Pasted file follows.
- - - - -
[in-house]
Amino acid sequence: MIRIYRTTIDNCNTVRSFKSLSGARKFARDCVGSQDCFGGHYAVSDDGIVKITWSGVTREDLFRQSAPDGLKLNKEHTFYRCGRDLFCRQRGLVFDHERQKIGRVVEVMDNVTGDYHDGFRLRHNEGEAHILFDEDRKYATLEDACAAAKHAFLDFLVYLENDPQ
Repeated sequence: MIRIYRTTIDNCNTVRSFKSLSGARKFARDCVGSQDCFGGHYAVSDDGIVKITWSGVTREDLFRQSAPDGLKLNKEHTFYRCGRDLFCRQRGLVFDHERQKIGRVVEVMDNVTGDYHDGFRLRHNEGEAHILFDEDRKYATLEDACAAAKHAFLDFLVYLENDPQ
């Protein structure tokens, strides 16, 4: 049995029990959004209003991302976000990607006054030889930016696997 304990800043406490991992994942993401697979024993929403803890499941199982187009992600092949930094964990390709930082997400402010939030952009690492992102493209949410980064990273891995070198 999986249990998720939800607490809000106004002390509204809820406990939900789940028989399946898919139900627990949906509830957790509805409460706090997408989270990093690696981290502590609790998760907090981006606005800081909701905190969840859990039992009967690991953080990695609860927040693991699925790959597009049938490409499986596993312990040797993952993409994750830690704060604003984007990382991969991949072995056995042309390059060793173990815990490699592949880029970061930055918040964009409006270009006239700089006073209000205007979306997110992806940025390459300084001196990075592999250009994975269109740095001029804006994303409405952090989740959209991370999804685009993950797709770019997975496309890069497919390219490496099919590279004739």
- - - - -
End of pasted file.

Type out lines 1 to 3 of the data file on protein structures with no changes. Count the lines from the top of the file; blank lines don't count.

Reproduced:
[in-house]
Amino acid sequence: MIRIYRTTIDNCNTVRSFKSLSGARKFARDCVGSQDCFGGHYAVSDDGIVKITWSGVTREDLFRQSAPDGLKLNKEHTFYRCGRDLFCRQRGLVFDHERQKIGRVVEVMDNVTGDYHDGFRLRHNEGEAHILFDEDRKYATLEDACAAAKHAFLDFLVYLENDPQ
Repeated sequence: MIRIYRTTIDNCNTVRSFKSLSGARKFARDCVGSQDCFGGHYAVSDDGIVKITWSGVTREDLFRQSAPDGLKLNKEHTFYRCGRDLFCRQRGLVFDHERQKIGRVVEVMDNVTGDYHDGFRLRHNEGEAHILFDEDRKYATLEDACAAAKHAFLDFLVYLENDPQ